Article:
Liberal internationalism is indeed in crisis—much greater crisis than Why Wilsons Matter understands. But its fragility is not a result of its adherents’ ideological amnesia or even its distorted association with failed policies like the Iraq War. The decline of Wilsonianism has broader roots in shifts in American society.

These shifts were best illuminated by a brilliant 2007 article by political scientists Charles Kupchan and Peter Trubowitz.“Dead Center,” as it was titled, provided data showing that the bipartisan consensus that lasted throughout the Cold War in favor of liberal internationalism is gone.

Kupchan and Trubowitz located the sources of liberal internationalism’s demise in two factors. The first is the removal of any peer competitor to the United States in the global arena. The threats of imperial Japan, Nazi Germany, and the Soviet Union were so overwhelming and obvious that they concentrated most Americans’ minds in the same direction. Once those regimes were defeated, a vacuum in the purposes of American foreign policy opened up. That vacuum led to a split between Democrats and Republicans—and indeed within the parties, as well—on the nature of U.S. engagement with the world.

The other factor that has wounded liberal internationalism is the emergence of a level of domestic polarization unseen since the Civil War era. Given that liberals and conservatives have sorted themselves into different parties, and indeed often into different neighborhoods and entire cities, it is only to be expected that their divisions over America’s approach to the world would inevitably become extreme, too.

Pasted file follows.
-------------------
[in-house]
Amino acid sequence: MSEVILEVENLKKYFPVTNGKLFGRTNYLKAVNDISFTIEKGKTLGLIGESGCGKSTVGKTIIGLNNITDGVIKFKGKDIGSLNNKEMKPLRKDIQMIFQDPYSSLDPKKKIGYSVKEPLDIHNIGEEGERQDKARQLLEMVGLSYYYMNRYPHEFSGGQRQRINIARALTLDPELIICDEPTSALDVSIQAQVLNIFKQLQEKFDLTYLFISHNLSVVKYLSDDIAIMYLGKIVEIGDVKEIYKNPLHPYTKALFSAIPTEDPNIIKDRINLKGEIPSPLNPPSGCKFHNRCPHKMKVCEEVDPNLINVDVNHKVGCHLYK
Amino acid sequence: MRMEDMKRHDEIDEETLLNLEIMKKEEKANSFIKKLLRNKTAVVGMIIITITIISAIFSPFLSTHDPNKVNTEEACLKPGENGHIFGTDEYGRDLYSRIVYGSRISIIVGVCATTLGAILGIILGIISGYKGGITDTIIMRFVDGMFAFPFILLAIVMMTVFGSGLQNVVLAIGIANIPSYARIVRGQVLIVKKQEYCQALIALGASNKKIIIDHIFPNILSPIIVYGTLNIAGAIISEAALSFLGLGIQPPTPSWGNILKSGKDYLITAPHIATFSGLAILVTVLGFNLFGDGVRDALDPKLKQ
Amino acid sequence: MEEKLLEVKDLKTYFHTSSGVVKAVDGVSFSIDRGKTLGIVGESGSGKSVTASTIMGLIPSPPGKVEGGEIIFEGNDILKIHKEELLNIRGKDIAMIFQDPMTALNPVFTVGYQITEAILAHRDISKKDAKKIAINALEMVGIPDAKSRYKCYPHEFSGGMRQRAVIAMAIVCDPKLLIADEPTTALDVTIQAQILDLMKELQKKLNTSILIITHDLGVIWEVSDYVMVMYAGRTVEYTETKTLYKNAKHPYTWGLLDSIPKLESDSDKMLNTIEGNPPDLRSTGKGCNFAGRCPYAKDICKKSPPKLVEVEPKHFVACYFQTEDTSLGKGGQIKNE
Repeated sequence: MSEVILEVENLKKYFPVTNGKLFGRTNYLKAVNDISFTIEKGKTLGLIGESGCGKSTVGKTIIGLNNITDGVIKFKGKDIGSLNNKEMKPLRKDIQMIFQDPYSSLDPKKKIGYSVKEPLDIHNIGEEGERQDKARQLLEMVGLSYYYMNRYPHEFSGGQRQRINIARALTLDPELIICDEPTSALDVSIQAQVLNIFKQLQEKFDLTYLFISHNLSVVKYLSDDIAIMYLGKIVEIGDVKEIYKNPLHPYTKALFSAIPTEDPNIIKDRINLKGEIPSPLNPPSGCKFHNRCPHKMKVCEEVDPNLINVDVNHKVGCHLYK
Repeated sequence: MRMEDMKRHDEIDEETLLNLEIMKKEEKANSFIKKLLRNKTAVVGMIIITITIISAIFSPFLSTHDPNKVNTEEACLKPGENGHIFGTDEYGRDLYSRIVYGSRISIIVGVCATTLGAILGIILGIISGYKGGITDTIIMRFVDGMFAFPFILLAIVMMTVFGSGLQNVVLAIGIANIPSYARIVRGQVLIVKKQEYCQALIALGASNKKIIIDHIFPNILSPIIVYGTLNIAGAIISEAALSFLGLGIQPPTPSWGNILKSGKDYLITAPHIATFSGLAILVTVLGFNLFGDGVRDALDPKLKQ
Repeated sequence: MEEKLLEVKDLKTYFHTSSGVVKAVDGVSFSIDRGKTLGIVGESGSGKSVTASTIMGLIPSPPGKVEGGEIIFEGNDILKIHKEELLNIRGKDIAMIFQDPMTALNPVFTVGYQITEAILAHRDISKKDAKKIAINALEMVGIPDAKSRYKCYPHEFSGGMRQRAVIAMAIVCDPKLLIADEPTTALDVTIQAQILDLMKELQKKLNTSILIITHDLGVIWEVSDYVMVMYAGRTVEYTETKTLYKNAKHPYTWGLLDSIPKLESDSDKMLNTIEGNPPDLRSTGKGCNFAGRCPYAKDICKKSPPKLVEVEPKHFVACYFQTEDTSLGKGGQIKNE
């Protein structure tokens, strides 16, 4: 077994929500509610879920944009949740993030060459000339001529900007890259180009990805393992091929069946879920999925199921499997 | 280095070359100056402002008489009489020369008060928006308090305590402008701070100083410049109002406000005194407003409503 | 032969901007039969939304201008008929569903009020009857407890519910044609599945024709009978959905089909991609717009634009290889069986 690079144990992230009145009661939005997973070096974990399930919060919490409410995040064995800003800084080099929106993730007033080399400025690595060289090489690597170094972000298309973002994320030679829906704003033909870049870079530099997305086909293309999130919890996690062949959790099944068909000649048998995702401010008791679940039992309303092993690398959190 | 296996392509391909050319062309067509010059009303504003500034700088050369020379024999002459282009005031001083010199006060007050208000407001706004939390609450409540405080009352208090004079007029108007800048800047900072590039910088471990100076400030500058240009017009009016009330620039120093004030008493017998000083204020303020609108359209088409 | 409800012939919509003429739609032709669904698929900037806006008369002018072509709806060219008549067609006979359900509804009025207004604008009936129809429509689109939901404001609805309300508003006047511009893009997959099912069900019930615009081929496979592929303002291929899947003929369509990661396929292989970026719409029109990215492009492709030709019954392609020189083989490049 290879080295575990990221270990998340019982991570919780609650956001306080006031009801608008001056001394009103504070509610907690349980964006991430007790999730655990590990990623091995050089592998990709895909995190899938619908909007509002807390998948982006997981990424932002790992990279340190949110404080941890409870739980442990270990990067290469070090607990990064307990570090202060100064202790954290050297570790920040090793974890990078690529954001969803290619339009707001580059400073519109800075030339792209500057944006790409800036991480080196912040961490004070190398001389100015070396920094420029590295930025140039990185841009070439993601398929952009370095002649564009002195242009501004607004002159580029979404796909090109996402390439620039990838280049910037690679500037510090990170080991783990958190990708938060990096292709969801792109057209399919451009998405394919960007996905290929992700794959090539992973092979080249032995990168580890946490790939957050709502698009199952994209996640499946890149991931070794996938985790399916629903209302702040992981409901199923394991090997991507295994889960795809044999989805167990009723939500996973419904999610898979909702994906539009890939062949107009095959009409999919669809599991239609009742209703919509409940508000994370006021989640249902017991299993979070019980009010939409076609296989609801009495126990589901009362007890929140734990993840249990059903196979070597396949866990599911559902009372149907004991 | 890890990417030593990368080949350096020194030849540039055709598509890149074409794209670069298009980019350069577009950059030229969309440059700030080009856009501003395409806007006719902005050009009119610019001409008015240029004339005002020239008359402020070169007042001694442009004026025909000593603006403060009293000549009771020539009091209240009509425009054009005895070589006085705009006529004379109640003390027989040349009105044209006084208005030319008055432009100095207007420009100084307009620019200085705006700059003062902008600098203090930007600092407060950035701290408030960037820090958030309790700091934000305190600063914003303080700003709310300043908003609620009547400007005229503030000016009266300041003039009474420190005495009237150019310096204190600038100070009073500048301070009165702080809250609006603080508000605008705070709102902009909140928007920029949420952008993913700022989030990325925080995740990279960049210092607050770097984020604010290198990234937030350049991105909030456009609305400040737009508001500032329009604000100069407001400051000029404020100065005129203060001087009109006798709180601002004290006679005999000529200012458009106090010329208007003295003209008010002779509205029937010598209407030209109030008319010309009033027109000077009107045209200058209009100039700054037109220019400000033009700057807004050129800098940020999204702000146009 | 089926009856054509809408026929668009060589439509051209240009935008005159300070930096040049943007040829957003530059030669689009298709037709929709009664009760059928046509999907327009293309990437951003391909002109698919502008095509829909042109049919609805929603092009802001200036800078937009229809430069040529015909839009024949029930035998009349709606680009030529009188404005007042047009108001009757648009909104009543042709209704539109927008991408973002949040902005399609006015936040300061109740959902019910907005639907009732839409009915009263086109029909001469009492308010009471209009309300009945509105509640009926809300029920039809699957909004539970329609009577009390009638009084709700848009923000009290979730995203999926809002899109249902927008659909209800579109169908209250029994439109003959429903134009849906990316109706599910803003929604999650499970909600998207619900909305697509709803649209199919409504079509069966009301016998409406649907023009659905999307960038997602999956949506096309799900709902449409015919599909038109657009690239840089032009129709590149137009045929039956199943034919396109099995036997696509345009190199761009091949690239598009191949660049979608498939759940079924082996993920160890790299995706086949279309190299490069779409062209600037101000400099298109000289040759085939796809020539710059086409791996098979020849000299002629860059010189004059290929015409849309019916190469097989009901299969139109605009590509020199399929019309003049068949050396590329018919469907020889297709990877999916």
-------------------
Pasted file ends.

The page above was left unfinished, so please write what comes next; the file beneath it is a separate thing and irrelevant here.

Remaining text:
The terrorist attacks of 9/11 temporarily reassembled the bipartisan consensus on foreign affairs. George W. Bush was not a fan of international organizations, but he had a commitment to keeping America as the underwriter of security in Europe and Asia. Barack Obama had an underappreciated degree of support in Congress for his foreign policy, with several important exceptions, such as enforcing the “red line” he charged Syrian leader Bashar al-Assad with crossing should he make use of chemical weapons.

But there is no consensus on fighting terrorism, which is an asymmetrical threat that doesn’t lend itself to easy military responses. Remarkably, Kupchan and Trubowitz wrote that “historical precedents also suggest that the threat of Islamic extremism may over time lead Americans to raise protective barriers at home, rather than to project military power abroad or reinforce multilateral institutions.” That, of course, is exactly what has happened with the rise of Donald Trump.

Trump has singlehandedly exploded the post-Pearl Harbor belief, universal among all presidents and even all major party nominees, that American security is best guaranteed by its fellow democratic nations. He has expressed admiration for the leaders of Russia and China, the two autocratic challengers to liberal democracy. He admires their leaders for being “tough,” a view consistent with his routine equation of cruelty and strength. Trump’s repeated declarations that America should have taken Iraqi oil is a violent form of imperialism with which even Teddy Roosevelt would not have been comfortable. Our new President’s verbal assaults on long-standing alliances—in NATO and with South Korea and Japan, among others—amount to a radical overhaul of American foreign policy.

Aside from the hideousness of Trump’s views, they are diametrically opposed to anything resembling Wilsonianism. Perhaps Americans elected a man possessed of a worldview so antithetical to liberal internationalism as almost a mistake, given that foreign policy did not seem to factor into many voters’ considerations. More likely, however, the era of Wilsonianism has passed, and future generations will have to find new ways to grope with global challenges. Wilson would understand the difficulty.

Read more about Foreign PolicyInternational RelationsLiberalismWarWoodrow Wilson

Jordan Michael Smith is a contributing editor at The New Republic. He received the 2023 Richard J. Margolis Award for social justice journalism.